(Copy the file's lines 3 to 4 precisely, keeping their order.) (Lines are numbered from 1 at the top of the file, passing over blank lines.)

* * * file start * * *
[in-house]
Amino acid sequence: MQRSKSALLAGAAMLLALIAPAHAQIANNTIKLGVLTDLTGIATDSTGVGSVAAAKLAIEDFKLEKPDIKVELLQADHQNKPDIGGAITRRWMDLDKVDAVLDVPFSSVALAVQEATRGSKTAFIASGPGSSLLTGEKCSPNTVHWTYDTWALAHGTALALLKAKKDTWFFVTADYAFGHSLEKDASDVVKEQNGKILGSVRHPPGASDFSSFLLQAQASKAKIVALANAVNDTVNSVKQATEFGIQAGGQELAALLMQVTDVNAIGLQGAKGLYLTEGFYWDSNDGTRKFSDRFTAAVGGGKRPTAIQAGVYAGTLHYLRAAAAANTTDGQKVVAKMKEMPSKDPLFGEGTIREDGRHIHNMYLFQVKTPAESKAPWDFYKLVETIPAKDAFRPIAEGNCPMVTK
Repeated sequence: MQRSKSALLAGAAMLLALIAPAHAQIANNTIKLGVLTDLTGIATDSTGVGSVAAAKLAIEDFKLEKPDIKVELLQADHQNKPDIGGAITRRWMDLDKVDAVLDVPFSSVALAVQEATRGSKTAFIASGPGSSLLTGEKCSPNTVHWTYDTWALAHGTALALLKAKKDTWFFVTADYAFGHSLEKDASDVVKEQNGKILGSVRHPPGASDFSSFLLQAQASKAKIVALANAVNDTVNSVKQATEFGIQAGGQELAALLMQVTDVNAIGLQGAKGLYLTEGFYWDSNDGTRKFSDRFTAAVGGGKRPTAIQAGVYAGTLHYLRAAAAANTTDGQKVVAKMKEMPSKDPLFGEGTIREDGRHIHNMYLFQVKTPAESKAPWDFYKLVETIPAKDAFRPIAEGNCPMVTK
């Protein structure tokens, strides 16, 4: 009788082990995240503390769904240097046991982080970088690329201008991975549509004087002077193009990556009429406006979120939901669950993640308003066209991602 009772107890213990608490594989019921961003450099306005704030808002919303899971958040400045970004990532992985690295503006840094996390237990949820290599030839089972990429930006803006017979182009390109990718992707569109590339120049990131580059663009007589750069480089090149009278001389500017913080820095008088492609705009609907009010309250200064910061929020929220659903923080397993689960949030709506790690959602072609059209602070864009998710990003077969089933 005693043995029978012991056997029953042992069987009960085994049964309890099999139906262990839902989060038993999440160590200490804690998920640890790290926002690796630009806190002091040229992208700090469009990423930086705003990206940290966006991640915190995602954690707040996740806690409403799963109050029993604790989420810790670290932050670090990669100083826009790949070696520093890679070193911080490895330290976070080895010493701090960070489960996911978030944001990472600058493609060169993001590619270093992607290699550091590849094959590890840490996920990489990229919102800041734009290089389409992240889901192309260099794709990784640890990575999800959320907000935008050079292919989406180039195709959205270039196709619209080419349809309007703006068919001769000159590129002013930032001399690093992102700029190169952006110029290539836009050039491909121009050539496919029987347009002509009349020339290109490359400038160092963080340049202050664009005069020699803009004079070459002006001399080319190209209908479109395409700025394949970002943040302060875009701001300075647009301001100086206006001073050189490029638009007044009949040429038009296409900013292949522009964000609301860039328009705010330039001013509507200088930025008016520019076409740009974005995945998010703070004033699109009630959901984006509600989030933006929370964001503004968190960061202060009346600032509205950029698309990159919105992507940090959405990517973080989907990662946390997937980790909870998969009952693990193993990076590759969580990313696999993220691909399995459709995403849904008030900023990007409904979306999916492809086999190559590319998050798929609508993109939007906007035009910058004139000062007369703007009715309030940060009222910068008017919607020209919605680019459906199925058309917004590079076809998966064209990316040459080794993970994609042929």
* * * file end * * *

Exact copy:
Repeated sequence: MQRSKSALLAGAAMLLALIAPAHAQIANNTIKLGVLTDLTGIATDSTGVGSVAAAKLAIEDFKLEKPDIKVELLQADHQNKPDIGGAITRRWMDLDKVDAVLDVPFSSVALAVQEATRGSKTAFIASGPGSSLLTGEKCSPNTVHWTYDTWALAHGTALALLKAKKDTWFFVTADYAFGHSLEKDASDVVKEQNGKILGSVRHPPGASDFSSFLLQAQASKAKIVALANAVNDTVNSVKQATEFGIQAGGQELAALLMQVTDVNAIGLQGAKGLYLTEGFYWDSNDGTRKFSDRFTAAVGGGKRPTAIQAGVYAGTLHYLRAAAAANTTDGQKVVAKMKEMPSKDPLFGEGTIREDGRHIHNMYLFQVKTPAESKAPWDFYKLVETIPAKDAFRPIAEGNCPMVTK
């Protein structure tokens, strides 16, 4: 009788082990995240503390769904240097046991982080970088690329201008991975549509004087002077193009990556009429406006979120939901669950993640308003066209991602 009772107890213990608490594989019921961003450099306005704030808002919303899971958040400045970004990532992985690295503006840094996390237990949820290599030839089972990429930006803006017979182009390109990718992707569109590339120049990131580059663009007589750069480089090149009278001389500017913080820095008088492609705009609907009010309250200064910061929020929220659903923080397993689960949030709506790690959602072609059209602070864009998710990003077969089933 005693043995029978012991056997029953042992069987009960085994049964309890099999139906262990839902989060038993999440160590200490804690998920640890790290926002690796630009806190002091040229992208700090469009990423930086705003990206940290966006991640915190995602954690707040996740806690409403799963109050029993604790989420810790670290932050670090990669100083826009790949070696520093890679070193911080490895330290976070080895010493701090960070489960996911978030944001990472600058493609060169993001590619270093992607290699550091590849094959590890840490996920990489990229919102800041734009290089389409992240889901192309260099794709990784640890990575999800959320907000935008050079292919989406180039195709959205270039196709619209080419349809309007703006068919001769000159590129002013930032001399690093992102700029190169952006110029290539836009050039491909121009050539496919029987347009002509009349020339290109490359400038160092963080340049202050664009005069020699803009004079070459002006001399080319190209209908479109395409700025394949970002943040302060875009701001300075647009301001100086206006001073050189490029638009007044009949040429038009296409900013292949522009964000609301860039328009705010330039001013509507200088930025008016520019076409740009974005995945998010703070004033699109009630959901984006509600989030933006929370964001503004968190960061202060009346600032509205950029698309990159919105992507940090959405990517973080989907990662946390997937980790909870998969009952693990193993990076590759969580990313696999993220691909399995459709995403849904008030900023990007409904979306999916492809086999190559590319998050798929609508993109939007906007035009910058004139000062007369703007009715309030940060009222910068008017919607020209919605680019459906199925058309917004590079076809998966064209990316040459080794993970994609042929």